On Saturday, September 11, Appling Countians gathered at the courthouse to remember the tragic events of 9/11 and commemorate the lives lost in the terrorist attack twenty years ago. The Rev. Lamar Lee opened the service with prayer and then Appling County’s first responders paraded in with sirens screaming and lights flashing. The drivers left their vehicles and lined up in the parking lot behind the honor guard.
Sheriff Melton talked about the flags flying at half-staff. Only the president, the governor, and local authorities can order the flag lowered to half-staff on land; half-mast is for ships. It symbolizes respect, a salute, or a warning. America lost about 3000 people on 9/11/2001, but many others have died over the years afterwards because of things that happened on that day or during the aftermath.
Next the Jesup PD Honor Guard presented the colors along with the Appling County High School JROTC and followed by the first responders, who laid their hats at the base of the lowered flags.
Mayor Tim Varnadore spoke to the group. He invited the audience to walk around the veterans’ memorial and see the names of the people in Appling County who answered the call to fight for freedom. Twenty years ago, America changed. The whole world changed. Everyone can remember the exact spot you were when you heard the news. At first, we thought it was an accident; we were soon to find out differently. Young people were advised to find out about it. 3000 people perished inside our borders at the hands of terrorists.
“What I saw that day will live with me the rest of my life. The firefighters, EMTs, rescue personnel, and other first responders rushed to help. Time went on and we heard loved ones making last phone calls to family members. They knew this day was their last one. All their dreams ended that day. How would I tell my family? It hurts to think about it. We’re here today to remember. I saw the towers collapse. The whole nation was in awe. I remember the doctors and nurses waiting outside hospitals for the injured to arrive. We have no idea how many people were saved by first responders like the ones we have here today. We have families with missing members. Children have only photographs to remember fathers and mothers. We can say thank you to our first responders and we should. We’re fighting a different battle today. I pray that God will ride with each of you as you go out to rescue others,” the mayor said.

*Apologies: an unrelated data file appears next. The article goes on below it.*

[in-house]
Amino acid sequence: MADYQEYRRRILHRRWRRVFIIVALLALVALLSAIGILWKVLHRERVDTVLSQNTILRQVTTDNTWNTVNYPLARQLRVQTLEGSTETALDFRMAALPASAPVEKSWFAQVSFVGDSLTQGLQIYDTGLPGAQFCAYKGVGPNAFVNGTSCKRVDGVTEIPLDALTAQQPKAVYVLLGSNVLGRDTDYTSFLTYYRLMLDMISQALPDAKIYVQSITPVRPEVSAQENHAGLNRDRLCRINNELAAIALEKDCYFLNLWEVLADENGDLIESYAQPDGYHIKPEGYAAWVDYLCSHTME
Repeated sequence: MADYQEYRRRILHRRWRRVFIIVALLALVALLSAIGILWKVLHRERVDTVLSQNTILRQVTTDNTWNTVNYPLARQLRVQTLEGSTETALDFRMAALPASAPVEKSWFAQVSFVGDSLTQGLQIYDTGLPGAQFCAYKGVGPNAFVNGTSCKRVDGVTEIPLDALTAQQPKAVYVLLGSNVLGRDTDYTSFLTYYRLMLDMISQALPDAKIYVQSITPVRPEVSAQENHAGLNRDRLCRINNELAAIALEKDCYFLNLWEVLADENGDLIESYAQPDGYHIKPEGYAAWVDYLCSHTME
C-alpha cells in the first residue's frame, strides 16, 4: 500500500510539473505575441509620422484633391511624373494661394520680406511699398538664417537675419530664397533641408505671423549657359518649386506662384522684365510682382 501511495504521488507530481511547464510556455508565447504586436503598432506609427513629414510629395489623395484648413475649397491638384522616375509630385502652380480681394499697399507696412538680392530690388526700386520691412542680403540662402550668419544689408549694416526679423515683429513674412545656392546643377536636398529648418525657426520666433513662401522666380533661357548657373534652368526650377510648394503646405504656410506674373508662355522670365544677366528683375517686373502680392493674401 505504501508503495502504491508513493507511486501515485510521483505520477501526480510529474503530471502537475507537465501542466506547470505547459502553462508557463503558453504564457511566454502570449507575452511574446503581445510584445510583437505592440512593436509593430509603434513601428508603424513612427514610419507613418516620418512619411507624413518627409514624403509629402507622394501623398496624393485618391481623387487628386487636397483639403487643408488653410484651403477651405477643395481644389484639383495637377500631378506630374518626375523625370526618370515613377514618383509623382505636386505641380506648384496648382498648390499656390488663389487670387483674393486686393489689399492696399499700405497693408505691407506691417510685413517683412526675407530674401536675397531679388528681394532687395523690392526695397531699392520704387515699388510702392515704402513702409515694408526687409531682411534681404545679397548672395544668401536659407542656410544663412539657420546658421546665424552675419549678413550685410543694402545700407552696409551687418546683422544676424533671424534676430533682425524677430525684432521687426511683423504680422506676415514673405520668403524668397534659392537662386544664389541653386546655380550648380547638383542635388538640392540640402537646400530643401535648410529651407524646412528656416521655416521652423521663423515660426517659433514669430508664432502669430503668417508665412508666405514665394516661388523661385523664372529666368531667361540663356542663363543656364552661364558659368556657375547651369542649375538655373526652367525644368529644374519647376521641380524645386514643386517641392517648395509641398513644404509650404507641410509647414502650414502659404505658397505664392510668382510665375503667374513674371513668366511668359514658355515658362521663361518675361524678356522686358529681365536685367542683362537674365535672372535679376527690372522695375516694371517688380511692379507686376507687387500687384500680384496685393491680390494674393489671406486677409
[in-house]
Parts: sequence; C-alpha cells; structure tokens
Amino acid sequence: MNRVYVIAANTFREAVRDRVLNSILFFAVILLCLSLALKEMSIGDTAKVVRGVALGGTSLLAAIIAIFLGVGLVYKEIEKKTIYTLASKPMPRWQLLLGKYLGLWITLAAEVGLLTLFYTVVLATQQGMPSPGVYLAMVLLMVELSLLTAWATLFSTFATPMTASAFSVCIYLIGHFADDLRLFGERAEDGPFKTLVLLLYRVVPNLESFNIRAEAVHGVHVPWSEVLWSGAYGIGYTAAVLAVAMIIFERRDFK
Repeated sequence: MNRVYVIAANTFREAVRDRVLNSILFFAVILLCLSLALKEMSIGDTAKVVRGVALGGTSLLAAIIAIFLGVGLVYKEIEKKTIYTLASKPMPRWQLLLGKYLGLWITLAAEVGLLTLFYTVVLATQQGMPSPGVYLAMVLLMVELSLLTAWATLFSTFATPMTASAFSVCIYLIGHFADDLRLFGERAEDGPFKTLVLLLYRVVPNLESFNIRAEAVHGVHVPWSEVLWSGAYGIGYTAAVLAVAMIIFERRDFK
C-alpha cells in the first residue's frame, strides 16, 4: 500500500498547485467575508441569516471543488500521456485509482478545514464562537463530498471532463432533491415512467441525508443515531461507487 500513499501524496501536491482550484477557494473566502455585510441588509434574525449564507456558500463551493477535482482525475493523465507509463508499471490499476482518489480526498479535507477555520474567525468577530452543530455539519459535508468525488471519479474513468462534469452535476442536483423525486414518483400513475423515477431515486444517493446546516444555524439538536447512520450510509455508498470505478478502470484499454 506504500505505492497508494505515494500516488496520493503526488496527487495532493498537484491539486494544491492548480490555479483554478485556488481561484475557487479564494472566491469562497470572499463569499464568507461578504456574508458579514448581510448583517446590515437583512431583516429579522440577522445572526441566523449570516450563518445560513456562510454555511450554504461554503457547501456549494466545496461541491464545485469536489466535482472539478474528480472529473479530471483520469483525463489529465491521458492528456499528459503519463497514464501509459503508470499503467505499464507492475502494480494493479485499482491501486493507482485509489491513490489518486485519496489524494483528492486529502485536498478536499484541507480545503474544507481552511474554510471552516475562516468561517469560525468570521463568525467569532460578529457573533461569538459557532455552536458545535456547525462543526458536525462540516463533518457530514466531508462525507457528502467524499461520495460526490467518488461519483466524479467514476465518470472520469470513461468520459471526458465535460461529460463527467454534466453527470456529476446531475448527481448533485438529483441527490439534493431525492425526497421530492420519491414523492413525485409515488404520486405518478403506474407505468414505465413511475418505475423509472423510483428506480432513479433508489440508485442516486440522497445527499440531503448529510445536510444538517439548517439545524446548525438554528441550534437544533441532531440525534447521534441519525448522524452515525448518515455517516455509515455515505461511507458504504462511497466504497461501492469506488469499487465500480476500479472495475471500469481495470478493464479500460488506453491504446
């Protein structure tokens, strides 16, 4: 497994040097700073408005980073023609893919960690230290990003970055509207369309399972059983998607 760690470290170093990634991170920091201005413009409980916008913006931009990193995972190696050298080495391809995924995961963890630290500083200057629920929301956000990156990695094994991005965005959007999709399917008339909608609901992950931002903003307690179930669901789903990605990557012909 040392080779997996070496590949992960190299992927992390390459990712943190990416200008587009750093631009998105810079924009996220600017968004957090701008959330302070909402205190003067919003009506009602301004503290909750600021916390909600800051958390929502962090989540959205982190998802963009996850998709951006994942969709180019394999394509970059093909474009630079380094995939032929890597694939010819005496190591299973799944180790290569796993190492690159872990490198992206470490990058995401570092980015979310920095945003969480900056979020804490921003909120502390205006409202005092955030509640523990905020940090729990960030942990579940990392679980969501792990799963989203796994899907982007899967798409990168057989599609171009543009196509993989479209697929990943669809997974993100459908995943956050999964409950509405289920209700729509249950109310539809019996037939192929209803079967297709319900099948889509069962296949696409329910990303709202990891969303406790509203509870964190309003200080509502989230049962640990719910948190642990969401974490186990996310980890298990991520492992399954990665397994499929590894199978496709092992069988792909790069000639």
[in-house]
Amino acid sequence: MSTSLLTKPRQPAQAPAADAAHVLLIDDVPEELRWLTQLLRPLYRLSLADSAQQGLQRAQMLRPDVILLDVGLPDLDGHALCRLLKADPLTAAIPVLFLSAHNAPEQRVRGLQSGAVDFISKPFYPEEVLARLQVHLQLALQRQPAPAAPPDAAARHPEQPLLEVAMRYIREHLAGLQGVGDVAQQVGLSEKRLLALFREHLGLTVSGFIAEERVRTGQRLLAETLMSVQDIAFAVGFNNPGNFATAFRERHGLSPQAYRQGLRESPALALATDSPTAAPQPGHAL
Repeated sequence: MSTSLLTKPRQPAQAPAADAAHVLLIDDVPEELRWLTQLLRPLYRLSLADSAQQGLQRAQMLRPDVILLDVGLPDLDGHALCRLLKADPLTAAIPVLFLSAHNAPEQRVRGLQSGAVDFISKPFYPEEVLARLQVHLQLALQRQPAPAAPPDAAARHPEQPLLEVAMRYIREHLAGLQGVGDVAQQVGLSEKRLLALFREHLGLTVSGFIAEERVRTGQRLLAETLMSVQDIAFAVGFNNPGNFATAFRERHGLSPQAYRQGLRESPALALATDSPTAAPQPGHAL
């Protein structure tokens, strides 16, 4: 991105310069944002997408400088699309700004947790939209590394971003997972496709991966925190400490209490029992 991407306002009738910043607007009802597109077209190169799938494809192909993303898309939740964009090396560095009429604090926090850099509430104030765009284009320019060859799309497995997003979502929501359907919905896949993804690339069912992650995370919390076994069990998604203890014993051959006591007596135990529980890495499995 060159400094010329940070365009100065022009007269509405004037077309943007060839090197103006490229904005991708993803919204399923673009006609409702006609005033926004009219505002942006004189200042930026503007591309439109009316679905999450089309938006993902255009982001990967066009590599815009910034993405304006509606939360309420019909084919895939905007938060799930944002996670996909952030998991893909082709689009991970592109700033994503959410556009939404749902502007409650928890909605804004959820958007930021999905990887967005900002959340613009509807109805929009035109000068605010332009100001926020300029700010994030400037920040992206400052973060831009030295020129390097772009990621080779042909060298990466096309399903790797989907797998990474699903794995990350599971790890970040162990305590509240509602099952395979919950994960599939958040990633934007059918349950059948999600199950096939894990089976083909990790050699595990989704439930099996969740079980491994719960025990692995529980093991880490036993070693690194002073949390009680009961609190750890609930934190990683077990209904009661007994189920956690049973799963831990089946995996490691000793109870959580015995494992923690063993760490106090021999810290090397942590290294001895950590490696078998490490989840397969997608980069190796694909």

County Commissioner Darryl Edwards spoke too. He thanked the law enforcement and other public servants for their work. Those people went to work like on any ordinary day. Their daily routine was interrupted. Whole lives changed that day. Law enforcement officers ran toward the towers that day, not away. Every day they answer the call, never knowing what the situation will be that day. We remember the dates, but how about the more important events of the day. It didn’t matter what color you were, what political party you belonged to. Someone had attacked and killed Americans, and we all were furious. Suddenly churches filled up and prayers went up to Heaven. Things have happened since then. Across our nation today, we see law enforcement officers disrespected and even attacked themselves—shot and killed even. Their communities don’t have their backs. We need to pray for God’s protection. We can’t depend on Washington; we must depend on Almighty God.
Rev. James Futch closed the service with prayer.
Later that morning the Cry Out, America event was held in front of the Appling County Detention Center. Appling Countians gathered at the flagpole in front of the facility to pray for God’s protection and blessings on this country.